Disabled People To Wear Signs?

Filed Under (Critical Disability Studies) by Estee on 27-05-2009

There was a time when I was chastised for comparing certain persons of a certain culture in their wearing of a sign to classify them.

I know that I might give Adam something he can hand to someone one day if he cannot talk. Lots of kids where pictures on their belts so they can easily communicate to another person, or they might have one of those nifty wallet cards telling someone they are autistic. People with allergies or other medical conditions (I am not classifying autism as a medical condition) where Medicalert bracelets. So is this helpful? Or is the road to hell paved with good intentions?

What do you think?

Indonesia asks disabled pedestrians to wear signs
Transport experts said the law was preposterous. -AFP

Tue, May 26, 2009
AFP
News @ AsiaOne

JAKARTA, May 26, 2009 (AFP) – Disabled pedestrians in Indonesia are required to wear signs identifying them as handicapped under new traffic regulations passed unanimously by parliament on Tuesday.
Amendments to the Traffic and Transport Law state “handicapped pedestrians must wear special and clear signs which can be easily recognised by other road users.”

The lawmaker in charge of the committee which drafted the amendments, Ahmad Muqowam of the Islam-based United Development Party, said they were designed to protect disabled people from road accidents.

“This is a humanistic act. It’s for their safety on the streets,” he told AFP.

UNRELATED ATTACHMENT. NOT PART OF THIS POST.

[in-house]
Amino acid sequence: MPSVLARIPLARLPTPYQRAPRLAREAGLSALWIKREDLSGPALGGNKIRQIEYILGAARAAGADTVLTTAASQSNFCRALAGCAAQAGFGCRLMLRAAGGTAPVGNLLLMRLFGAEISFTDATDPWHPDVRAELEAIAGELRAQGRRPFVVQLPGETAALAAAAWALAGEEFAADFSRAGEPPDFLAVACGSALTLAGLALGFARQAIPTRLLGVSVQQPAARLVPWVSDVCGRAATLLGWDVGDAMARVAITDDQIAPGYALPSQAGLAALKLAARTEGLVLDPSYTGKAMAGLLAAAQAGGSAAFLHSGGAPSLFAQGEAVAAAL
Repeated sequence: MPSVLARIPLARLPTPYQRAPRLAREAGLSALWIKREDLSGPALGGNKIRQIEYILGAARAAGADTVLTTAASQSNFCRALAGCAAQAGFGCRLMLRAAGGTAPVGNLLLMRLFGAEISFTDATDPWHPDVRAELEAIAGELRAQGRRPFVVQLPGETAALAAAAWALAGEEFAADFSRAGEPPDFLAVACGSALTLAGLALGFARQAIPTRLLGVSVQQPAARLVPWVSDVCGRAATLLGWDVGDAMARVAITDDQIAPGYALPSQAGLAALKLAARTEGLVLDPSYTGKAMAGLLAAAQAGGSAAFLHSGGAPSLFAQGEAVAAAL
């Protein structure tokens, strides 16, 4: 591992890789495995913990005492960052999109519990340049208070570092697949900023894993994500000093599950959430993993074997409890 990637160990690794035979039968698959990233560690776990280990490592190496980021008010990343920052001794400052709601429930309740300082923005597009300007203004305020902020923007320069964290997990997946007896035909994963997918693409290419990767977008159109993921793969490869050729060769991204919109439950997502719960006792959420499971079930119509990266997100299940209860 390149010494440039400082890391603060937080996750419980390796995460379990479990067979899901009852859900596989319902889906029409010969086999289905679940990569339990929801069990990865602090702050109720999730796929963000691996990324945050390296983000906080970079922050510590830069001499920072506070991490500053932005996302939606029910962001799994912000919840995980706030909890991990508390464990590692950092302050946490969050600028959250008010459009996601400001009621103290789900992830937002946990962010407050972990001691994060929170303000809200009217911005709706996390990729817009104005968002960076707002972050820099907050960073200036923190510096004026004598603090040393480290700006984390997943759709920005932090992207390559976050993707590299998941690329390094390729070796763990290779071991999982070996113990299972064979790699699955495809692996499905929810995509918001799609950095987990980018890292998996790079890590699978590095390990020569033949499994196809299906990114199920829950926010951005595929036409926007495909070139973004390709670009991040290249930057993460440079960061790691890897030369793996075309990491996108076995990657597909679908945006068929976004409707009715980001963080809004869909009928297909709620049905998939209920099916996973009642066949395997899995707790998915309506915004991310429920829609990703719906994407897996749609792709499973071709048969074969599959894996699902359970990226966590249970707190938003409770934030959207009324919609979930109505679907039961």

Asked what the signs should read or where people should wear them on their bodies, he said this was up to the government to decide at a later date. “They won’t be penalised if they flout the rule; it’s only a precaution for their safety,” he added.

Transport experts said the law was preposterous and the government should focus on providing facilities such as level footpaths and wheelchair ramps rather than requiring people to wear signs.
“It is strange when handicapped people are asked to carry extra burdens and obligations,” Institute of Transportation Studies chairman Darmaningtyas said.

Association of the Parents of Disabled Children chief Hendratmoko said: “This is a mistake. Why should our children put signs on their bodies?

“I don’t understand what’s motivated the lawmakers. They should give protection by providing facilities for the disabled. There are hardly any facilities even in a big city like Jakarta.”
Critics have complained that the amended law gives priority to car drivers over pedestrians and those using public transport, and runs counter to efforts to encourage people to take buses to alleviate pollution and traffic jams.

The Indonesian capital, a city of some 12 million people, is choked daily by traffic gridlock but there are almost no facilities for pedestrians – able-bodied or otherwise – except footbridges.
The Institute for Transportation and Development Policy has predicted that by as soon as 2014 Jakarta could experience total gridlock, where all road space is filled with barely moving vehicles.

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About Me


ESTÉE KLAR

I’m a PhD candidate at York University, Critical Disability Studies, with a multi-disciplinary background in the arts as a curator and writer. I am the Founder of The Autism Acceptance Project (www.taaproject.com), and an enamoured mother of my only son who lives with the autism label. I like to write about our journey, critical issues regarding autism in the area of human rights, law, and social justice, as well as reflexive practices in (auto)ethnographic writing about autism.